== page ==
Reading Terminal Market

Reading Terminal Market


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Market Blog

A blog about what's happening at Reading Terminal Market.
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Insider's Shopping Guide Now Available!

We have put together a short guide that shares insider tips and services provided my the merchants of Reading Terminal Market that you may have not previously known exist. Did you know that you can purchase dry ice from Bassetts Ice Cream, or that Valley Shepard Creamery can put together a small curated cheese box for you? Get these and many more tips within the new guide! 

 
Grab one at the Recipe Card Rack (next to Philbert the Pig) or at the Welcome Center to learn how to make your Reading Terminal Market experience exceptional!

Click on the image below to download a copy of the guide
 
 
Insiders Shopping Guide cover
 
 
 
 
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“Celebrating Cinco de Mayo with 12th Street Cantina, the Market’s Original Mexican Food Stand,” By Carolyn Wyman

ambosandspicychickensalad

When 12th Street Cantina opened in 1982, it was the first and only Mexican stand in Reading Terminal Market and also one of the first and only Mexican restaurants in the whole city.

 

At that time Mexican food was so rare in cheesesteak-land that owner David Fetkewicz simultaneously started a Cantina wholesale Mexican foods importing business, in part to supply his stand.

 

As the Mexican holiday Cinco de Mayo 2017 fast approaches, there are a plethora of Mexican food options around town, including national chains like Chipotle and Qdoba. But few are as fresh, fast and affordable or offer the range of options as 12th Street. (On May 5, these options will include a special short rib taco special and complimentary cactus pear punch.)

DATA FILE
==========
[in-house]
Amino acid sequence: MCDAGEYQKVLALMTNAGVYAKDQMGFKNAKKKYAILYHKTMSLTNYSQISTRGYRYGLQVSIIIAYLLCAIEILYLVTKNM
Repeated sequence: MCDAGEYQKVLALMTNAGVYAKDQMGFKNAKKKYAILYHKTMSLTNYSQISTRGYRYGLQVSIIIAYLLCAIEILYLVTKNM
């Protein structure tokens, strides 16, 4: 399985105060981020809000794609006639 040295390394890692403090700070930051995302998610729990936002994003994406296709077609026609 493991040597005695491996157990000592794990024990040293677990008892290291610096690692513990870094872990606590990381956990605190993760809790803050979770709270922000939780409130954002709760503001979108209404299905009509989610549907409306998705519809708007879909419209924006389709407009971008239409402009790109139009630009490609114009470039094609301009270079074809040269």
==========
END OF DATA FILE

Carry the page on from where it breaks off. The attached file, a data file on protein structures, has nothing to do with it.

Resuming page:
Stand founder Fetkewicz had prior restaurant experience in Colorado but his wife, Michele Leff, had earned an MBA with the idea of becoming a business consultant until one day Fetkewicz burnt his hand while making caramel for flan and Leff jumped behind the stand. That was the start of a culinary adventure that has grown and expanded into a high-volume, off-premises catering and a corporate café management business. But almost everything sold at the stand is still made fresh in Reading Terminal Market, says 12th Street executive chef Jon Jividen.

 

The pulled pork on their taco bar is seasoned with onion, whole chipotle chiles, garlic, bay leaf and a blend of Mexican seasonings and cooked for five hours (rather than pulled out of the freezer and defrosted as it might be at a national chain). The chicken is breast meat marinated in achiote paste and other spices and then baked.

 

“Because we make everything right here, we know what’s in our dishes,” says stand manager George Ambos. As a result, vegans and celiac-sufferers can dine here without fear: Most dishes are gluten-free and can be made vegan simply by asking stand workers to hold the cheese.